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dc.contributor.advisorMartínez, Ramón Antonioen
dc.contributor.advisorWorthy, Joen
dc.contributor.committeeMemberBomer, Randyen
dc.contributor.committeeMemberBrown, Christopheren
dc.contributor.committeeMemberArtiles, Alfredoen
dc.contributor.committeeMemberOrtiz, Albaen
dc.creatorHikida, Michiko Theresaen
dc.date.accessioned2015-11-19T16:17:50Zen
dc.date.accessioned2018-01-22T22:29:14Z
dc.date.available2015-11-19T16:17:50Zen
dc.date.available2018-01-22T22:29:14Z
dc.date.issued2015-08en
dc.date.submittedAugust 2015en
dc.identifierdoi:10.15781/T21W6Men
dc.identifier.urihttp://hdl.handle.net/2152/32581en
dc.descriptiontexten
dc.description.abstractThis Nested case study examines how reader identities emerged in everyday talk in one fifth-grade class (the principal case) for three elementary school students (the subcases). The focal student had each been identified as “struggling” readers through either formal special education identification as students with learning disabilities or through inclusion in general education, reading intervention based on state standardized test scores. Drawing on ethnographic methods including participant-observations with fieldnotes, video and audio recordings, and semi-structured interviews, I documented the everyday interactions of this classroom community, paying special attention to interactions in which text was central. I employed discourse analytic methods to examine the ways reader identities for the focal students emerged in interaction with the other members of the classroom community, and I situated those moment-to-moment interactions within the larger social context of classroom life. Subcase findings illustrate the complexity and dynamics of identity construction. Friendships and affiliations seemed to impact focal students’ identity construction, with some students being included and others marginalized. Principal case findings point to teacher moves that created opportunities for focal students to position themselves as literate during whole group discussions. Additionally, principal case findings suggest that the kind of text shared by the community and use of stigmatized language practices mediated opportunities for focal students to construct identities as readers. Test-prep texts seemed to constrain focal students’ participation in discussions in ways trade books did not. Identities of struggle do not pop up overnight, but are slowly accumulated over the course of years. This research demonstrates ways those positions have been constructed, and arguably more important, the possibilities for deconstructing those positions in interaction.en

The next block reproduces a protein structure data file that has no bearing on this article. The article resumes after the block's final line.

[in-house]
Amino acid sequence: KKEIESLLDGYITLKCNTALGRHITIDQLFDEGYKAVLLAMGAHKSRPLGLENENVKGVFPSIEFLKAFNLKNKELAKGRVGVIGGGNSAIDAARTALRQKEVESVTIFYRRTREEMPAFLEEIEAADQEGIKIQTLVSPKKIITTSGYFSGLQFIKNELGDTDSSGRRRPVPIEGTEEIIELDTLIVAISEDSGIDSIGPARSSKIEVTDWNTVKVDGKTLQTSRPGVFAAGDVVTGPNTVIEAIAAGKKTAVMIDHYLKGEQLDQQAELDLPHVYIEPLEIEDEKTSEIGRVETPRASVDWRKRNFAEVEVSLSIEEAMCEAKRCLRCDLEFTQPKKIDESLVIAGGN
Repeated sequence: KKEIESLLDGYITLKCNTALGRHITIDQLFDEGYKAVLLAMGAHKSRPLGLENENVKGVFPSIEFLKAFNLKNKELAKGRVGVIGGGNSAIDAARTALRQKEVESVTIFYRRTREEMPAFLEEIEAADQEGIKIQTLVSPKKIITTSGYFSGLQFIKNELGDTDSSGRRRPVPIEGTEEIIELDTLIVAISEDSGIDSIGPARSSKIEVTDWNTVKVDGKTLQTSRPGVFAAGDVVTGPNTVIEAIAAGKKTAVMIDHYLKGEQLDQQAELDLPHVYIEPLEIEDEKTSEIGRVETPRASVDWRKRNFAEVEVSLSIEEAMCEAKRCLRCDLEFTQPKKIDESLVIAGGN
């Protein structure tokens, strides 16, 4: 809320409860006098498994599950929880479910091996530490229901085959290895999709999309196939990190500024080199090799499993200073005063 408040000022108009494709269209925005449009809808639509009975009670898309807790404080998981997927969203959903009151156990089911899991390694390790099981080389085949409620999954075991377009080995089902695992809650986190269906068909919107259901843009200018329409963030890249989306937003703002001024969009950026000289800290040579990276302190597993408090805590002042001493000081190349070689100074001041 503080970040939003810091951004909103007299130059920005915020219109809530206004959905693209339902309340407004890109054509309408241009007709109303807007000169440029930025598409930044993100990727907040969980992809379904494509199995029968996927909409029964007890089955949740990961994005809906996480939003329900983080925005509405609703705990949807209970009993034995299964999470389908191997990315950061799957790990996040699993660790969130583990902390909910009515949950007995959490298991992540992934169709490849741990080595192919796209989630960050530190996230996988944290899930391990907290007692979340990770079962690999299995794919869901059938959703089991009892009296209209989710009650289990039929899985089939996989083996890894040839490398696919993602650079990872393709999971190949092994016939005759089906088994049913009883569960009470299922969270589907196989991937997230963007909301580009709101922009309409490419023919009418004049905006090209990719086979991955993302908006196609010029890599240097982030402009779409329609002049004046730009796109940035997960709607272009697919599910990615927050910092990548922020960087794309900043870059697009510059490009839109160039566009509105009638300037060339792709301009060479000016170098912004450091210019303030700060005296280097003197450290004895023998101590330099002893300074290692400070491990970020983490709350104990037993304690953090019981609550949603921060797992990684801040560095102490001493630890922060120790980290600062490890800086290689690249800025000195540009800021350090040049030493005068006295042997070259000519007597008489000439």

dc.format.mimetypeapplication/pdfen
dc.language.isoenen
dc.subjectIdentity constructionen
dc.subject"Struggling" readersen
dc.titleThe interactional co-construction of reader identities: a nested case study of “struggling” readersen
dc.typeThesisen
dc.description.departmentCurriculum and Instructionen
dc.date.updated2015-11-19T16:17:50Zen
dc.creator.orcid0000-0001-8024-6702en


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